His presence filled a city block.

It wasn't that Taylor Trump was physically huge -- he was 5 feet, 10 inches and 260 pounds. It wasn't even the range of his avocations, the way he could savor discussing Buddhist and Hindu philosophers one day and swing a crack deal the next.

It was that Trump was comfortable in his own skin, even when he had absolutely no right to be. Even on a hot summer night when trouble lay straight ahead.

As he walked down N. 4th Street in downtown Minneapolis, FBI agents focused cameras on him from afar. His underclothing was laced with their surveillance wire. A lot was riding on what he was about to do.

With national standing in the Gangster Disciples gang, Trump was used to maneuvering through dicey situations.

But now he was trapped. It was August 2007, and federal prosecutors knew they had enough pinned on him to send Trump away for more than 20 years. They had forced his cooperation in a complex federal corruption case with serious implications if even half of what Trump and another informant claimed turned out to be true: Minneapolis cops allegedly taking bribes to provide inside police information to gang members, who paid them off with cash and prostitutes.

The Star Tribune, through confidential police and court documents, has retraced the inner workings of that public corruption probe from its origins on the streets of Minneapolis in late 2006. Dozens of interviews were conducted with police officials and sources close to the investigation.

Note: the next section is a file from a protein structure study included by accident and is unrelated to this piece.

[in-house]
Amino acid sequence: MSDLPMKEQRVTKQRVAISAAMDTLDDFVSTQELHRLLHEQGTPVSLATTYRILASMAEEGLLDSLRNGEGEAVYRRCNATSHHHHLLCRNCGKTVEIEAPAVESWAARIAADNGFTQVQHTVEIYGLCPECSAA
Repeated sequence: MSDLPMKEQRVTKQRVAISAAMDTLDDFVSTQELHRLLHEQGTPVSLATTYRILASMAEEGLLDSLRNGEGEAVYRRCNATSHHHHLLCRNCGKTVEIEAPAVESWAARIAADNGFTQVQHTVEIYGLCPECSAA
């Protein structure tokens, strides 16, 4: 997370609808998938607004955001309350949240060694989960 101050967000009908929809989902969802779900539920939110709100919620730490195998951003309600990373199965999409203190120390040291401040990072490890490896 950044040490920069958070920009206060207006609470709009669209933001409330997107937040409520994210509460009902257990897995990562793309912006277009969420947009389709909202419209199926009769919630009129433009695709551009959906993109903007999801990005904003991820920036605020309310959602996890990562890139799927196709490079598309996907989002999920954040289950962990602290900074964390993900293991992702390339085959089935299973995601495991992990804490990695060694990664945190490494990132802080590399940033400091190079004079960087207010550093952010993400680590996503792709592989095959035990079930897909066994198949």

When Police Chief Tim Dolan was sworn in on Jan. 9, 2007, he took over the city's largest department and a budget that has grown to $135 million, vowing to return "pride to the patch" and assure the public that the 900 sworn officers patrolling the city were beyond reproach.

Dolan also inherited the rapidly unfolding corruption investigation, then just a few weeks old.

Now, eight months before Dolan comes up for reappointment, his vision has been put at risk by the probe and a discrimination lawsuit by five black officers -- some also tangled in the investigation. The suit lingered more than a year before it was finally settled 10 days ago. The accusations contained in it and the corruption investigation have laid bare racial discord, petty corruption, cronyism and mistrust in the ranks that have dogged the department for decades.

The FBI, the federal Bureau of Alcohol, Tobacco, Firearms and Explosives, the U.S. attorney's office and the Minneapolis Police Department spent tens of thousands of hours and public dollars trying to prove the allegations that cops were taking bribes in return for enabling the criminal operations of gangs to flourish. Eighteen months into the probe, some of the investigators believed they were on the brink of proving Trump's claims.

Then, as the case took a few controversial turns, the U.S. attorney's office suddenly shut it down, walking away with the indictment of a single officer, charged in December 2008 with tax evasion and taking two payments of $100 each from Trump in exchange for private police information.

Understanding how the wide-ranging probe unraveled begins with yet another informant, who first focused police on Trump.